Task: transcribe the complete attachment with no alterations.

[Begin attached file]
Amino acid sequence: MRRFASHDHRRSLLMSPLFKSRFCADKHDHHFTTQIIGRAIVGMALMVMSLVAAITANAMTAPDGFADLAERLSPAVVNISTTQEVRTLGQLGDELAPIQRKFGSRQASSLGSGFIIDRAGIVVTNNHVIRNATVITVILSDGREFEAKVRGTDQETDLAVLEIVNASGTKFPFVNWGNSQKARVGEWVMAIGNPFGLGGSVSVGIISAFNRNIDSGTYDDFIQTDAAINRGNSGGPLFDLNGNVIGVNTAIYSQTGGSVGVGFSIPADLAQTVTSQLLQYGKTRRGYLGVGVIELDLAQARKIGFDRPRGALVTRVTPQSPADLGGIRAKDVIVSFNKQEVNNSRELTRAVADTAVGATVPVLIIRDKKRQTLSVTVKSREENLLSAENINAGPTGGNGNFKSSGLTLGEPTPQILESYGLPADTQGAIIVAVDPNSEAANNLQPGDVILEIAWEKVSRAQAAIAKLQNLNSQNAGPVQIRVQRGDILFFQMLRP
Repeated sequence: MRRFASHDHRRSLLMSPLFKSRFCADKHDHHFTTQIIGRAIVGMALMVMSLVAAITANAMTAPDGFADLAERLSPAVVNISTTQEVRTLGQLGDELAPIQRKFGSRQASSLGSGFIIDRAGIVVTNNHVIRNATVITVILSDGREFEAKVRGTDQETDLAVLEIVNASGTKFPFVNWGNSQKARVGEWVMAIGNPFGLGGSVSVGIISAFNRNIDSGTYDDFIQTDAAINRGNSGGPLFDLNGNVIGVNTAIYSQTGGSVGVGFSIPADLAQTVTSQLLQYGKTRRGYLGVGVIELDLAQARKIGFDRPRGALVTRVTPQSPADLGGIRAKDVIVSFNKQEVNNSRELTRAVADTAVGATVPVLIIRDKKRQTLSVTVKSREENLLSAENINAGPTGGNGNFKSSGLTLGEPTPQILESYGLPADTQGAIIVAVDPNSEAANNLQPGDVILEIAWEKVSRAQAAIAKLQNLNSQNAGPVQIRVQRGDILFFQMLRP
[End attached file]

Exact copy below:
Amino acid sequence: MRRFASHDHRRSLLMSPLFKSRFCADKHDHHFTTQIIGRAIVGMALMVMSLVAAITANAMTAPDGFADLAERLSPAVVNISTTQEVRTLGQLGDELAPIQRKFGSRQASSLGSGFIIDRAGIVVTNNHVIRNATVITVILSDGREFEAKVRGTDQETDLAVLEIVNASGTKFPFVNWGNSQKARVGEWVMAIGNPFGLGGSVSVGIISAFNRNIDSGTYDDFIQTDAAINRGNSGGPLFDLNGNVIGVNTAIYSQTGGSVGVGFSIPADLAQTVTSQLLQYGKTRRGYLGVGVIELDLAQARKIGFDRPRGALVTRVTPQSPADLGGIRAKDVIVSFNKQEVNNSRELTRAVADTAVGATVPVLIIRDKKRQTLSVTVKSREENLLSAENINAGPTGGNGNFKSSGLTLGEPTPQILESYGLPADTQGAIIVAVDPNSEAANNLQPGDVILEIAWEKVSRAQAAIAKLQNLNSQNAGPVQIRVQRGDILFFQMLRP
Repeated sequence: MRRFASHDHRRSLLMSPLFKSRFCADKHDHHFTTQIIGRAIVGMALMVMSLVAAITANAMTAPDGFADLAERLSPAVVNISTTQEVRTLGQLGDELAPIQRKFGSRQASSLGSGFIIDRAGIVVTNNHVIRNATVITVILSDGREFEAKVRGTDQETDLAVLEIVNASGTKFPFVNWGNSQKARVGEWVMAIGNPFGLGGSVSVGIISAFNRNIDSGTYDDFIQTDAAINRGNSGGPLFDLNGNVIGVNTAIYSQTGGSVGVGFSIPADLAQTVTSQLLQYGKTRRGYLGVGVIELDLAQARKIGFDRPRGALVTRVTPQSPADLGGIRAKDVIVSFNKQEVNNSRELTRAVADTAVGATVPVLIIRDKKRQTLSVTVKSREENLLSAENINAGPTGGNGNFKSSGLTLGEPTPQILESYGLPADTQGAIIVAVDPNSEAANNLQPGDVILEIAWEKVSRAQAAIAKLQNLNSQNAGPVQIRVQRGDILFFQMLRP